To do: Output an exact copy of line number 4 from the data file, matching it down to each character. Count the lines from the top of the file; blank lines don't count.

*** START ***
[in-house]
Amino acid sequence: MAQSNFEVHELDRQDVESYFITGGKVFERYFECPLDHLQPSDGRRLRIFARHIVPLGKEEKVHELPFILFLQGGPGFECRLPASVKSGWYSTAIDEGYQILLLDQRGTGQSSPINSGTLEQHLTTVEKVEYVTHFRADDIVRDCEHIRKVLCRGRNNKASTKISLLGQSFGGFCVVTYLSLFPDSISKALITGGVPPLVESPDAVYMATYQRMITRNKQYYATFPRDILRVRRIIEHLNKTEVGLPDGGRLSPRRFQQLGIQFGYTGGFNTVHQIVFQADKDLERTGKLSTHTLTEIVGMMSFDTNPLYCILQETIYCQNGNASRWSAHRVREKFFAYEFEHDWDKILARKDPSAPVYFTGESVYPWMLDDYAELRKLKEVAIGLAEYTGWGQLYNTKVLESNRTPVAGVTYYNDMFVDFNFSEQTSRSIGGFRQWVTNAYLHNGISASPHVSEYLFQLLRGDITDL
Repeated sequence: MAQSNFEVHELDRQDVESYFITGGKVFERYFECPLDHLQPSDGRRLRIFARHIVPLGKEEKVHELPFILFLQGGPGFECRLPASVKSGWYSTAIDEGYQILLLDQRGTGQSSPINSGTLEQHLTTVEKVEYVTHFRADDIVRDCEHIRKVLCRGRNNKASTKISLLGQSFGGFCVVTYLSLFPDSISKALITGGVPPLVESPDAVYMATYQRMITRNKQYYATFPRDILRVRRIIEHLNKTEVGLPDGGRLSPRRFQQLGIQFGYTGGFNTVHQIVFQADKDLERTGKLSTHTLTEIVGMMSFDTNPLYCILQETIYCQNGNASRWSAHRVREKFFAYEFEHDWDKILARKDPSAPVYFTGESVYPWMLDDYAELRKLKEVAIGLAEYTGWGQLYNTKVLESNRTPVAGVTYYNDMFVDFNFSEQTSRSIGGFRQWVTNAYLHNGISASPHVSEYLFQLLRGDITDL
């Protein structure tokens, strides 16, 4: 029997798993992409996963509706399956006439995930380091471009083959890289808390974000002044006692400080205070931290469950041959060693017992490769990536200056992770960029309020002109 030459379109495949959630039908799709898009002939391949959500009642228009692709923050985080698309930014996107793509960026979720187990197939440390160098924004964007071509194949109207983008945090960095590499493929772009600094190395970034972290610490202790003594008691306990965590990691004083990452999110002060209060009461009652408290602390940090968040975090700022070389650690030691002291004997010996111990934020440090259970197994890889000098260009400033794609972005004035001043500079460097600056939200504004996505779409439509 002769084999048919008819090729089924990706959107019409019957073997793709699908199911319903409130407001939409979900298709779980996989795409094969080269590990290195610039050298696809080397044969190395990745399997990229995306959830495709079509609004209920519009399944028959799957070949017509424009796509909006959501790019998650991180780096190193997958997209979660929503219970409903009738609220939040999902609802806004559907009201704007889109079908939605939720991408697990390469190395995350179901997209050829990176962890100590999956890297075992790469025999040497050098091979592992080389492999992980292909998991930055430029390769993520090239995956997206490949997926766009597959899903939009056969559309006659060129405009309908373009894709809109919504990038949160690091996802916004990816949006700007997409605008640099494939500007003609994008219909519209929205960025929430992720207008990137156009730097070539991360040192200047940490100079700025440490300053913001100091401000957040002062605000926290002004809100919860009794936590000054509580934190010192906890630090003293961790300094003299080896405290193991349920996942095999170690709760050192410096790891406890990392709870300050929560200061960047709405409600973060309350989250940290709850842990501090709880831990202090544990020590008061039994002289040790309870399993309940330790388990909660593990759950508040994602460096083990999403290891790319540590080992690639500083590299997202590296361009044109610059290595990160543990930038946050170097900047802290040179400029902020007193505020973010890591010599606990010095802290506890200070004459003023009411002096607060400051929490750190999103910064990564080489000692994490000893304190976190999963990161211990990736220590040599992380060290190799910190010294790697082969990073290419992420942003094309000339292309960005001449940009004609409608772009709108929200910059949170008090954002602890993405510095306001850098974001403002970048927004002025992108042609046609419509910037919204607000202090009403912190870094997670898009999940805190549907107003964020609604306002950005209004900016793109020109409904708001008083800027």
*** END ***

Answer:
């Protein structure tokens, strides 16, 4: 029997798993992409996963509706399956006439995930380091471009083959890289808390974000002044006692400080205070931290469950041959060693017992490769990536200056992770960029309020002109 030459379109495949959630039908799709898009002939391949959500009642228009692709923050985080698309930014996107793509960026979720187990197939440390160098924004964007071509194949109207983008945090960095590499493929772009600094190395970034972290610490202790003594008691306990965590990691004083990452999110002060209060009461009652408290602390940090968040975090700022070389650690030691002291004997010996111990934020440090259970197994890889000098260009400033794609972005004035001043500079460097600056939200504004996505779409439509 002769084999048919008819090729089924990706959107019409019957073997793709699908199911319903409130407001939409979900298709779980996989795409094969080269590990290195610039050298696809080397044969190395990745399997990229995306959830495709079509609004209920519009399944028959799957070949017509424009796509909006959501790019998650991180780096190193997958997209979660929503219970409903009738609220939040999902609802806004559907009201704007889109079908939605939720991408697990390469190395995350179901997209050829990176962890100590999956890297075992790469025999040497050098091979592992080389492999992980292909998991930055430029390769993520090239995956997206490949997926766009597959899903939009056969559309006659060129405009309908373009894709809109919504990038949160690091996802916004990816949006700007997409605008640099494939500007003609994008219909519209929205960025929430992720207008990137156009730097070539991360040192200047940490100079700025440490300053913001100091401000957040002062605000926290002004809100919860009794936590000054509580934190010192906890630090003293961790300094003299080896405290193991349920996942095999170690709760050192410096790891406890990392709870300050929560200061960047709405409600973060309350989250940290709850842990501090709880831990202090544990020590008061039994002289040790309870399993309940330790388990909660593990759950508040994602460096083990999403290891790319540590080992690639500083590299997202590296361009044109610059290595990160543990930038946050170097900047802290040179400029902020007193505020973010890591010599606990010095802290506890200070004459003023009411002096607060400051929490750190999103910064990564080489000692994490000893304190976190999963990161211990990736220590040599992380060290190799910190010294790697082969990073290419992420942003094309000339292309960005001449940009004609409608772009709108929200910059949170008090954002602890993405510095306001850098974001403002970048927004002025992108042609046609419509910037919204607000202090009403912190870094997670898009999940805190549907107003964020609604306002950005209004900016793109020109409904708001008083800027």